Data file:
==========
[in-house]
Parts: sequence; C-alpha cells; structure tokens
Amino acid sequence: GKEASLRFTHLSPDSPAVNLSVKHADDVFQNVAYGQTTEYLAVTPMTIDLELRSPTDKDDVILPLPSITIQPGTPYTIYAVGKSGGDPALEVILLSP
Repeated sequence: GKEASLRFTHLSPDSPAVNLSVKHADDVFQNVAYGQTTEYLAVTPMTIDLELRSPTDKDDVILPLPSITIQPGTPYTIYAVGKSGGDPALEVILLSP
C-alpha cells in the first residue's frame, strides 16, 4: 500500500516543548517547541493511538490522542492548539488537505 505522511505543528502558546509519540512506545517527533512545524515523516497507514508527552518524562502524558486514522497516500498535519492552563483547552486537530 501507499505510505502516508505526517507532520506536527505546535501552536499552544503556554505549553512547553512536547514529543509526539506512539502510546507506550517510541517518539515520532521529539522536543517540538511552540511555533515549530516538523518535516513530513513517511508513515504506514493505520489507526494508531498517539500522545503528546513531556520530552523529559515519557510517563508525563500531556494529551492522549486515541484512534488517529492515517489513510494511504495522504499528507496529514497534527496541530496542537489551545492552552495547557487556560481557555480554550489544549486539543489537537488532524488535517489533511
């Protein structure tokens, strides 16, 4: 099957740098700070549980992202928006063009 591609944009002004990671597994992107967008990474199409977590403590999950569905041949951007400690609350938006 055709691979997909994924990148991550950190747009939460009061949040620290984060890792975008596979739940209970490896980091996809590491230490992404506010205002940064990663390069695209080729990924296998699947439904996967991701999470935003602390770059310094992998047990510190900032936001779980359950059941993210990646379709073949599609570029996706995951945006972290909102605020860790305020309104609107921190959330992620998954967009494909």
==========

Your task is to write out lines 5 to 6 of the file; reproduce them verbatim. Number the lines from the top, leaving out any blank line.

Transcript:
C-alpha cells in the first residue's frame, strides 16, 4: 500500500516543548517547541493511538490522542492548539488537505 505522511505543528502558546509519540512506545517527533512545524515523516497507514508527552518524562502524558486514522497516500498535519492552563483547552486537530 501507499505510505502516508505526517507532520506536527505546535501552536499552544503556554505549553512547553512536547514529543509526539506512539502510546507506550517510541517518539515520532521529539522536543517540538511552540511555533515549530516538523518535516513530513513517511508513515504506514493505520489507526494508531498517539500522545503528546513531556520530552523529559515519557510517563508525563500531556494529551492522549486515541484512534488517529492515517489513510494511504495522504499528507496529514497534527496541530496542537489551545492552552495547557487556560481557555480554550489544549486539543489537537488532524488535517489533511
């Protein structure tokens, strides 16, 4: 099957740098700070549980992202928006063009 591609944009002004990671597994992107967008990474199409977590403590999950569905041949951007400690609350938006 055709691979997909994924990148991550950190747009939460009061949040620290984060890792975008596979739940209970490896980091996809590491230490992404506010205002940064990663390069695209080729990924296998699947439904996967991701999470935003602390770059310094992998047990510190900032936001779980359950059941993210990646379709073949599609570029996706995951945006972290909102605020860790305020309104609107921190959330992620998954967009494909």